Tuesday, May 27, 2008

Tuesday rubbish harvesting

A wet Tuesday morning indeed, following an even wetter bank holiday outing to Cyfarthfa Castle yesterday. Time to clear the rubbish out of the tower entrance stairwell, there since Saturday, having emailed photos of it to the city centre manager. Before I could get started, I had to shop for bin bags, as I couldn't find any in church, and that necessitated to trip to the bank to get some money out. In order to save myself from complete mind numbing, I made an inventory of the items I picked up.

172 assorted plastic drinking glasses (a hundred of them at least had Heineken - Saturday's match sponsor) logos on them
54 beer cans - mostly Carlsberg
Two unpoened lager cans - to add to the six full cans from a 12 pack lobbed over the fence into south side churchyard
22 plastic soft drinks bottles
A dozen paper cups
Wrapping paper from around 50 pasty purchases from the Cornigh Pasty shop opposite the church tower.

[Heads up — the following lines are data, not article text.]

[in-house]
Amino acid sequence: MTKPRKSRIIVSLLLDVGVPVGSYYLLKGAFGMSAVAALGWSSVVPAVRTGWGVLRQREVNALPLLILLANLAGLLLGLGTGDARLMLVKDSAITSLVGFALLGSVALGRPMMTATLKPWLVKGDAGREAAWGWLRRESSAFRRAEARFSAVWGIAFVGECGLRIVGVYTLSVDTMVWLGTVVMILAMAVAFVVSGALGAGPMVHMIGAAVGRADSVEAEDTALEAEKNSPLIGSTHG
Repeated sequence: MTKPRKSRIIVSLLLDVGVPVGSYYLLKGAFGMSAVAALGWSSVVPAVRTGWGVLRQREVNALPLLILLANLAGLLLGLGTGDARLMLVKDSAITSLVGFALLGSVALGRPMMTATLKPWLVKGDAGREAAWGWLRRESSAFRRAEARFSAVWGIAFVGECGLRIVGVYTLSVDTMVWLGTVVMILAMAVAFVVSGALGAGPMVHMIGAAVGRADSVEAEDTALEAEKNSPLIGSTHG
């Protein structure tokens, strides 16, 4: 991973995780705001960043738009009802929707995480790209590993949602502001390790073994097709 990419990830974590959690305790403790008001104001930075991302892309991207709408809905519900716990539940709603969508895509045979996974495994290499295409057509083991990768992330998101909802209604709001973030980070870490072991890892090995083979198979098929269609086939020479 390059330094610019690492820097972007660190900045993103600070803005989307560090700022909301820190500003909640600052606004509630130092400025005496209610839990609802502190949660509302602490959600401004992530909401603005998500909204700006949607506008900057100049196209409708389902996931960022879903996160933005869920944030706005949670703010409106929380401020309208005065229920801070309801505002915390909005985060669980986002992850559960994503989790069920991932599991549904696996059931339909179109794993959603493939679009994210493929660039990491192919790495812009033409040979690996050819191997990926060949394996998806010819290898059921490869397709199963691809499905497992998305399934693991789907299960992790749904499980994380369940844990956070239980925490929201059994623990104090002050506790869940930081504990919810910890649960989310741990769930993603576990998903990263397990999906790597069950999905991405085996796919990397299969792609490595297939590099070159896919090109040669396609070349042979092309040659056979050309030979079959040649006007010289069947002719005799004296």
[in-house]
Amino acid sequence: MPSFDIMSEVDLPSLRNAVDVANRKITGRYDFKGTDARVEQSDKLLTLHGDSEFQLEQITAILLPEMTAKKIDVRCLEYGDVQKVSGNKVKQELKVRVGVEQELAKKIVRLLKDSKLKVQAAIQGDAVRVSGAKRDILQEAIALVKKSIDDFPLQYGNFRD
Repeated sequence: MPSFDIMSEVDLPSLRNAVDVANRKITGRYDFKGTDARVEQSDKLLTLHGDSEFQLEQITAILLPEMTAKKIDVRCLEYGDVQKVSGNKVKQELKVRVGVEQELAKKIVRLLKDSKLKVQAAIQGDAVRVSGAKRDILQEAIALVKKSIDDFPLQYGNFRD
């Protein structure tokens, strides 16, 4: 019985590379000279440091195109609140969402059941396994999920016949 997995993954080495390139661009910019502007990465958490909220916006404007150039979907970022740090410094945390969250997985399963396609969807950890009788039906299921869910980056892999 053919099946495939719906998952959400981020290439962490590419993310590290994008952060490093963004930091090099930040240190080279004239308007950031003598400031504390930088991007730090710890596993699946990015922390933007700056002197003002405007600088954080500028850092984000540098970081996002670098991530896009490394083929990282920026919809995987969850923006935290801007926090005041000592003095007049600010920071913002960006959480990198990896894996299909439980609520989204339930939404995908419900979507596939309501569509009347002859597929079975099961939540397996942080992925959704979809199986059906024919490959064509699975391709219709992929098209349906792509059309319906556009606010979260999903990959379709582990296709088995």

One of the four bin bags of rubbish collected was full of carboard, newspaper and wrappings from bulk purchased food items arriving with the spectators. All of this was sodden wet.

Were very lucky considering the rain we've had in the last 24 hours that the drain coverd in rubbish didn't block and flood the church.

Now the city cleansing department under new leadership is doing an even better job than before at getting the streets clean after big matches, but even their forces can be overwhelmed all too easily. The problem is that drinks and fast food retailers don't make much of an effort to provide extra rubbish container capacity to meet the needs of the tens of thousands extra on the street. At such times the existing litter bins quickly overflow because they can't be emptied fast enough, and far too many visitors can't be bothered to use the bins, let alone carry their detritus a few extra paces to a bin.

There are bye-laws obliging retailers to stow their street furniture and keep the place in front of their shops clean, routinely ignored by the majority. Producers of consumer food and its wrappings don't seem to feel much obligation to help stem the tide of chaos clients cause in their wake. It's not impossible to do, but it's another thing that has to be worked on in preparing the city for its shiny new future.

No comments: